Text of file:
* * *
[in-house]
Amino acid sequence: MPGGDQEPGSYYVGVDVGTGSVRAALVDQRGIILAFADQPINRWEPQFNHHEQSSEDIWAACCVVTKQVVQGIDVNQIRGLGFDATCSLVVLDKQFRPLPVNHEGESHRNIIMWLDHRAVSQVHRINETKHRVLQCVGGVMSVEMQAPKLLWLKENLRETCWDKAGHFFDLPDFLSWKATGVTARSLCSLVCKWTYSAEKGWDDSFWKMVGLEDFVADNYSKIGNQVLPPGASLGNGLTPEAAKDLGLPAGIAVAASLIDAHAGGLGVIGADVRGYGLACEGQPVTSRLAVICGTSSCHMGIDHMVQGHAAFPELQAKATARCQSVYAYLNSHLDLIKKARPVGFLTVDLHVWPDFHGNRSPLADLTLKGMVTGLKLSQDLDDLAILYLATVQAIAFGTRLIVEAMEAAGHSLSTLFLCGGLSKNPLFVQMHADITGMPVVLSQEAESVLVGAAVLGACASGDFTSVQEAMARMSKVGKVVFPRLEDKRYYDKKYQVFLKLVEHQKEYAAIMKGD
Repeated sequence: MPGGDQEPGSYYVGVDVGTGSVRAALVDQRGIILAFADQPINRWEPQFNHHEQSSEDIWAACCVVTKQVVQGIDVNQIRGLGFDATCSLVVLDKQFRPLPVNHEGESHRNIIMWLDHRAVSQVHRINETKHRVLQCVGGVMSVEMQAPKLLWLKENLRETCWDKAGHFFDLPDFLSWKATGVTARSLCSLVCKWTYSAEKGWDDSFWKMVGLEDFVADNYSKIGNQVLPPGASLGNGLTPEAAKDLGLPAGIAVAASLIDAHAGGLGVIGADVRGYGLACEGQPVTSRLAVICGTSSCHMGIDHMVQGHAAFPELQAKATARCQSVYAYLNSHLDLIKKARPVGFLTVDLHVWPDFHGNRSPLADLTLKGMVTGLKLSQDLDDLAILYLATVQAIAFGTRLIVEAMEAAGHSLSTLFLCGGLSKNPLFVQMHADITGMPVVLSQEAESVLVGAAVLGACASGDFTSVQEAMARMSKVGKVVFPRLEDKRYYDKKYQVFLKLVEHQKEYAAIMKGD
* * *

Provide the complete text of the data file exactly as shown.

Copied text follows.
[in-house]
Amino acid sequence: MPGGDQEPGSYYVGVDVGTGSVRAALVDQRGIILAFADQPINRWEPQFNHHEQSSEDIWAACCVVTKQVVQGIDVNQIRGLGFDATCSLVVLDKQFRPLPVNHEGESHRNIIMWLDHRAVSQVHRINETKHRVLQCVGGVMSVEMQAPKLLWLKENLRETCWDKAGHFFDLPDFLSWKATGVTARSLCSLVCKWTYSAEKGWDDSFWKMVGLEDFVADNYSKIGNQVLPPGASLGNGLTPEAAKDLGLPAGIAVAASLIDAHAGGLGVIGADVRGYGLACEGQPVTSRLAVICGTSSCHMGIDHMVQGHAAFPELQAKATARCQSVYAYLNSHLDLIKKARPVGFLTVDLHVWPDFHGNRSPLADLTLKGMVTGLKLSQDLDDLAILYLATVQAIAFGTRLIVEAMEAAGHSLSTLFLCGGLSKNPLFVQMHADITGMPVVLSQEAESVLVGAAVLGACASGDFTSVQEAMARMSKVGKVVFPRLEDKRYYDKKYQVFLKLVEHQKEYAAIMKGD
Repeated sequence: MPGGDQEPGSYYVGVDVGTGSVRAALVDQRGIILAFADQPINRWEPQFNHHEQSSEDIWAACCVVTKQVVQGIDVNQIRGLGFDATCSLVVLDKQFRPLPVNHEGESHRNIIMWLDHRAVSQVHRINETKHRVLQCVGGVMSVEMQAPKLLWLKENLRETCWDKAGHFFDLPDFLSWKATGVTARSLCSLVCKWTYSAEKGWDDSFWKMVGLEDFVADNYSKIGNQVLPPGASLGNGLTPEAAKDLGLPAGIAVAASLIDAHAGGLGVIGADVRGYGLACEGQPVTSRLAVICGTSSCHMGIDHMVQGHAAFPELQAKATARCQSVYAYLNSHLDLIKKARPVGFLTVDLHVWPDFHGNRSPLADLTLKGMVTGLKLSQDLDDLAILYLATVQAIAFGTRLIVEAMEAAGHSLSTLFLCGGLSKNPLFVQMHADITGMPVVLSQEAESVLVGAAVLGACASGDFTSVQEAMARMSKVGKVVFPRLEDKRYYDKKYQVFLKLVEHQKEYAAIMKGD